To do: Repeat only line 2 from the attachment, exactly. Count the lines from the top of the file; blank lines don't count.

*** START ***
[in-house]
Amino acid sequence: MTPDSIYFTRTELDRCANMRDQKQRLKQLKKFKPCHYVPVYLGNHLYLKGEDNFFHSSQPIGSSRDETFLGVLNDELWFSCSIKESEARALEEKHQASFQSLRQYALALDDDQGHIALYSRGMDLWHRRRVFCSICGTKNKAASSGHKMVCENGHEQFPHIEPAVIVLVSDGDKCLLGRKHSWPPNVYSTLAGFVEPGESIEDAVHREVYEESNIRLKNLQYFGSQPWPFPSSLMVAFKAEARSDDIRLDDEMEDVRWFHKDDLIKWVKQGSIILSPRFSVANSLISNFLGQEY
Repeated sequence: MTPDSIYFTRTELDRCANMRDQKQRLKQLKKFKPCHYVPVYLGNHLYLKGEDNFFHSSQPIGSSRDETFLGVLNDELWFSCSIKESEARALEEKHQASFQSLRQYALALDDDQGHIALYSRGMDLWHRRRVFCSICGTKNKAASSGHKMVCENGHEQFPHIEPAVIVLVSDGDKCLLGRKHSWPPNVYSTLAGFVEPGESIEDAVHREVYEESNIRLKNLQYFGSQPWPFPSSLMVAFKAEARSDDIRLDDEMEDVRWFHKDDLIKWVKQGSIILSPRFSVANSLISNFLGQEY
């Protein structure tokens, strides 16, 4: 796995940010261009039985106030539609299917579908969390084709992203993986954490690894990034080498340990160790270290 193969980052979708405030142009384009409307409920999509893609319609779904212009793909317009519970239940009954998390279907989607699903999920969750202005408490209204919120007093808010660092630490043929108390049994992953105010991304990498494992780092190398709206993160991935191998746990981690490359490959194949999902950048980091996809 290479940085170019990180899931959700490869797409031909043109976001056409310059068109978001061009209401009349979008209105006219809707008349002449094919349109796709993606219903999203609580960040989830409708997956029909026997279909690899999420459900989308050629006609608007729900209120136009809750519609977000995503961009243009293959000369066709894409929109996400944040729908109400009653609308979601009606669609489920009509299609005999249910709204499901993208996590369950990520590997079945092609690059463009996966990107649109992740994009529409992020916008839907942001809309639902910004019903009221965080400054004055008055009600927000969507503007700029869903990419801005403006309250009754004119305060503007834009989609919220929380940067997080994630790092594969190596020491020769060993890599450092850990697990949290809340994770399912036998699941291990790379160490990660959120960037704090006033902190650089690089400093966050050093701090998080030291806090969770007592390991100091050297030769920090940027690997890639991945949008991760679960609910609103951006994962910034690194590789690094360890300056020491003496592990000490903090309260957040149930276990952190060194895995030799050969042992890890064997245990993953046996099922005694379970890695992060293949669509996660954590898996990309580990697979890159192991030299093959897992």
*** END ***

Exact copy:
Amino acid sequence: MTPDSIYFTRTELDRCANMRDQKQRLKQLKKFKPCHYVPVYLGNHLYLKGEDNFFHSSQPIGSSRDETFLGVLNDELWFSCSIKESEARALEEKHQASFQSLRQYALALDDDQGHIALYSRGMDLWHRRRVFCSICGTKNKAASSGHKMVCENGHEQFPHIEPAVIVLVSDGDKCLLGRKHSWPPNVYSTLAGFVEPGESIEDAVHREVYEESNIRLKNLQYFGSQPWPFPSSLMVAFKAEARSDDIRLDDEMEDVRWFHKDDLIKWVKQGSIILSPRFSVANSLISNFLGQEY